[Edu-sig] Microsoft's KPL
peter at mapledesign.co.uk
Sun Oct 9 10:39:59 CEST 2005
At 18:11 08/10/2005, Chuck Allison wrote:
>While their graduates will
>indeed be effective in some technical workplaces, I think the slanted
>education will take its toll. As a college professor, I am concerned
>for people who go that fit-a-mold route.
I've been keeping quiet on this thread, but I don't think you can
blame fit-a-mould students on programs formed by corporate
sponsors. Most university departments (excepting those in the arts I
guess) produce fit-a-mould students. I study physics in the UK and
guess what? Most graduates will go on to do physics research or work
in the city of London on financial models. Most students do fit a
mould, they're not being taught to, but to think outside the mould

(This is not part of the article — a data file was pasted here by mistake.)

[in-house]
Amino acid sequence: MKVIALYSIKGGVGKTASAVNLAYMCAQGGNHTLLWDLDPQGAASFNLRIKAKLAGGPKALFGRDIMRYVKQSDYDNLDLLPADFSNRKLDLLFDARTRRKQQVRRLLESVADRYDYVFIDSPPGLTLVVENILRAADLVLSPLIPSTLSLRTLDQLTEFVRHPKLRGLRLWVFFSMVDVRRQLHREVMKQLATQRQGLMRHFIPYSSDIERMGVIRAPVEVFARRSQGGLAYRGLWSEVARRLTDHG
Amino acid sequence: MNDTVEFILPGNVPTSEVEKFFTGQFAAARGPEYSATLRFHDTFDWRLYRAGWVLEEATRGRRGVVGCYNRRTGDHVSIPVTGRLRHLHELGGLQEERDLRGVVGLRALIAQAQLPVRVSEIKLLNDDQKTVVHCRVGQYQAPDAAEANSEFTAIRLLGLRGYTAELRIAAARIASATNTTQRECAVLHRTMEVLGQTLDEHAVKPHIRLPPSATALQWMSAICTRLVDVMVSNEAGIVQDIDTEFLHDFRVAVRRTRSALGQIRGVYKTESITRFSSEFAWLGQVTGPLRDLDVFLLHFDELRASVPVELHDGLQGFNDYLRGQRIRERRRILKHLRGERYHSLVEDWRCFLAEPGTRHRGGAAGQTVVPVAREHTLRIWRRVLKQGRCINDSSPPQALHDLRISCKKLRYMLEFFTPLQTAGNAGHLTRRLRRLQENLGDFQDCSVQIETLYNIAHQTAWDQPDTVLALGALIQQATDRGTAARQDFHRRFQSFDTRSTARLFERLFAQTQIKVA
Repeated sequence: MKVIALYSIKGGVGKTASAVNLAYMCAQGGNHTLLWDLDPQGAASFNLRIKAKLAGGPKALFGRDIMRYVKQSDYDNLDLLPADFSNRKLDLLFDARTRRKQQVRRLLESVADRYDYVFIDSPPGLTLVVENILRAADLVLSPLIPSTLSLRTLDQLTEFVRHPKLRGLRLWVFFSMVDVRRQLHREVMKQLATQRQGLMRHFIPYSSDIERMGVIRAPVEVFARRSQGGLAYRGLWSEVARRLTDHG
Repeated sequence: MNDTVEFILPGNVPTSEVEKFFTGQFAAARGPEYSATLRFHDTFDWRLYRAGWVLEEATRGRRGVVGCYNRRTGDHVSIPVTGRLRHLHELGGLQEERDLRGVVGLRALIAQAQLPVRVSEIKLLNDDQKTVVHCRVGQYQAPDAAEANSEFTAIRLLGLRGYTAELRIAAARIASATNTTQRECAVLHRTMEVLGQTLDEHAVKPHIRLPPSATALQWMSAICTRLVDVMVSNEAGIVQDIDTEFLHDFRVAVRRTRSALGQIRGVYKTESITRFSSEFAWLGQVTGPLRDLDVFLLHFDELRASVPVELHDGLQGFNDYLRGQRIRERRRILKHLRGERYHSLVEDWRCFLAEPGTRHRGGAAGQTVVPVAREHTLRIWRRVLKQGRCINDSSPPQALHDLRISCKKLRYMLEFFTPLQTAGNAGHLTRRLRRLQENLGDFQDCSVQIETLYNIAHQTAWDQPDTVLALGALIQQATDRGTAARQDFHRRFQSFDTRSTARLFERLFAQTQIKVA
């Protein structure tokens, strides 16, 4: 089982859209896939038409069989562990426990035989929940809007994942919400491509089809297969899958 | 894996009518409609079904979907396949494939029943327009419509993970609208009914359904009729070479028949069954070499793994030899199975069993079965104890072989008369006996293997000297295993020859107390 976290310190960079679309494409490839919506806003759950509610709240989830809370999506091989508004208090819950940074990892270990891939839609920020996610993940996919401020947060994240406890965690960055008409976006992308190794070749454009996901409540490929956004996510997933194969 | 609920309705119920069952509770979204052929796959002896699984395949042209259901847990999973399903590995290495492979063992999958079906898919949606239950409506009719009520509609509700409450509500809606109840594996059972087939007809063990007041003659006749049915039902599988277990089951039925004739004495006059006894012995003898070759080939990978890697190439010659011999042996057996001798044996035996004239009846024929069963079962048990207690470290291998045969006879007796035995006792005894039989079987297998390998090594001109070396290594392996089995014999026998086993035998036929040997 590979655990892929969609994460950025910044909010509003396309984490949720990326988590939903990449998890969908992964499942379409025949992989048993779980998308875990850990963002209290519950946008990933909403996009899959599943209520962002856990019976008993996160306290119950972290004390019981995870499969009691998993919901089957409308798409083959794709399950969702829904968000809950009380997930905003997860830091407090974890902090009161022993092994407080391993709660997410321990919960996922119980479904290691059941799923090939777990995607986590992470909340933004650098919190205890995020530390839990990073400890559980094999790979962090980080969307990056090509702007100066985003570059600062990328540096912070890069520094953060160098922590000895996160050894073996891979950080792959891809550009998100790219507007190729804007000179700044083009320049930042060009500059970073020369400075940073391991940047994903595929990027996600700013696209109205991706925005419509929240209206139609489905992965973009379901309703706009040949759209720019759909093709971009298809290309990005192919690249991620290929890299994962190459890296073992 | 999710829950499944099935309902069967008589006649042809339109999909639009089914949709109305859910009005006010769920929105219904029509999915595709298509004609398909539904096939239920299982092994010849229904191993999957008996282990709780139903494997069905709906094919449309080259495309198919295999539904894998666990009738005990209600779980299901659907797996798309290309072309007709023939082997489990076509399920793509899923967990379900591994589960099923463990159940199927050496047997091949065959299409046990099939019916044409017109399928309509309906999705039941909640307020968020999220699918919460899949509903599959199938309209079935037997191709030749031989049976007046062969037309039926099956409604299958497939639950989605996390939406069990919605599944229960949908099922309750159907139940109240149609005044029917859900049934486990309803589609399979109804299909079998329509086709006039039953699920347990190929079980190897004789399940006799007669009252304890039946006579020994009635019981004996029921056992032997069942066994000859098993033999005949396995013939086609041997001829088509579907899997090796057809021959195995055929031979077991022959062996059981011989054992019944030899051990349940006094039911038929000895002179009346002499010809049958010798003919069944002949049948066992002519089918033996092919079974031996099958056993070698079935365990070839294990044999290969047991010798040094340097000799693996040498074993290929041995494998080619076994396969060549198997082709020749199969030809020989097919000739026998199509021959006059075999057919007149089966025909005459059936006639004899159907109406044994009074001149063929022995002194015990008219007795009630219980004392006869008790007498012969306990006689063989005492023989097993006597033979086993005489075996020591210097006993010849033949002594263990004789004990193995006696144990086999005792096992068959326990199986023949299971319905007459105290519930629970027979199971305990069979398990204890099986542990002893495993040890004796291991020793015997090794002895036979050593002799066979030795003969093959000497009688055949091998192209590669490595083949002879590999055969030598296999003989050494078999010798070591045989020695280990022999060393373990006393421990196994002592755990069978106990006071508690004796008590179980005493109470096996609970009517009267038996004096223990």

requires effort and time both on your part and that of a mentor in
Added to that the pressures for the students to be 'employable'
afterwards influence how the study is geared (we now do poster
presentation and power point presentation modules and write reports -
usually without any guide of what should be produced - as employers
used to complain physicists didn't have these skills)
No doubt CS is different because you are being prepared for one
industry, but I wanted to make the point it happens without corporate
sponsors just as much.
One other point: I think in the US you have a great benefit in having
a spread of subjects in your university degrees (I'm right in
thinking you major and minor in different subjects?). That's
something I'd have loved to do.
Maple Design - quality web design and programming
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